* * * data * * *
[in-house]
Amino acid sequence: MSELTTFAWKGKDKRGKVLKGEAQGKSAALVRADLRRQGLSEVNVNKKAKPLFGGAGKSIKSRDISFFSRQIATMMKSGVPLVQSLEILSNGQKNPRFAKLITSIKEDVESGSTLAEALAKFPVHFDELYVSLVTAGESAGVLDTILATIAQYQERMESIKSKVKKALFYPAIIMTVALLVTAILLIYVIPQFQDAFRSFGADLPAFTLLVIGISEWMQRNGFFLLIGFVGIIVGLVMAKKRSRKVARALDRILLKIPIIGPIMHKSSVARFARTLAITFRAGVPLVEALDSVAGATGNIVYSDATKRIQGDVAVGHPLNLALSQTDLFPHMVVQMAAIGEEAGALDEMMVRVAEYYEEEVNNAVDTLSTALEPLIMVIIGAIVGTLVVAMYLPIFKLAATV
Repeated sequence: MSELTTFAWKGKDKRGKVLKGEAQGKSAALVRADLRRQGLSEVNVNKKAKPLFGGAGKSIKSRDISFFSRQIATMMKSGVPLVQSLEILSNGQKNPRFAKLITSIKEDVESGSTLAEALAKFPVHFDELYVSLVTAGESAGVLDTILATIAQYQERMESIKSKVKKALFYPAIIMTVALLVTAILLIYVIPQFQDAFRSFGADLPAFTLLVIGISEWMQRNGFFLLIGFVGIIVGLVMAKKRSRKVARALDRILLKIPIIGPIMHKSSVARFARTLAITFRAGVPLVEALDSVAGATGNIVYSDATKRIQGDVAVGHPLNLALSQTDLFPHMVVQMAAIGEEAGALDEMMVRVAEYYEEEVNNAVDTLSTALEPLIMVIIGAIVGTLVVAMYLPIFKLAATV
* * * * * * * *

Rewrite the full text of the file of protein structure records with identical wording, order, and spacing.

[in-house]
Amino acid sequence: MSELTTFAWKGKDKRGKVLKGEAQGKSAALVRADLRRQGLSEVNVNKKAKPLFGGAGKSIKSRDISFFSRQIATMMKSGVPLVQSLEILSNGQKNPRFAKLITSIKEDVESGSTLAEALAKFPVHFDELYVSLVTAGESAGVLDTILATIAQYQERMESIKSKVKKALFYPAIIMTVALLVTAILLIYVIPQFQDAFRSFGADLPAFTLLVIGISEWMQRNGFFLLIGFVGIIVGLVMAKKRSRKVARALDRILLKIPIIGPIMHKSSVARFARTLAITFRAGVPLVEALDSVAGATGNIVYSDATKRIQGDVAVGHPLNLALSQTDLFPHMVVQMAAIGEEAGALDEMMVRVAEYYEEEVNNAVDTLSTALEPLIMVIIGAIVGTLVVAMYLPIFKLAATV
Repeated sequence: MSELTTFAWKGKDKRGKVLKGEAQGKSAALVRADLRRQGLSEVNVNKKAKPLFGGAGKSIKSRDISFFSRQIATMMKSGVPLVQSLEILSNGQKNPRFAKLITSIKEDVESGSTLAEALAKFPVHFDELYVSLVTAGESAGVLDTILATIAQYQERMESIKSKVKKALFYPAIIMTVALLVTAILLIYVIPQFQDAFRSFGADLPAFTLLVIGISEWMQRNGFFLLIGFVGIIVGLVMAKKRSRKVARALDRILLKIPIIGPIMHKSSVARFARTLAITFRAGVPLVEALDSVAGATGNIVYSDATKRIQGDVAVGHPLNLALSQTDLFPHMVVQMAAIGEEAGALDEMMVRVAEYYEEEVNNAVDTLSTALEPLIMVIIGAIVGTLVVAMYLPIFKLAATV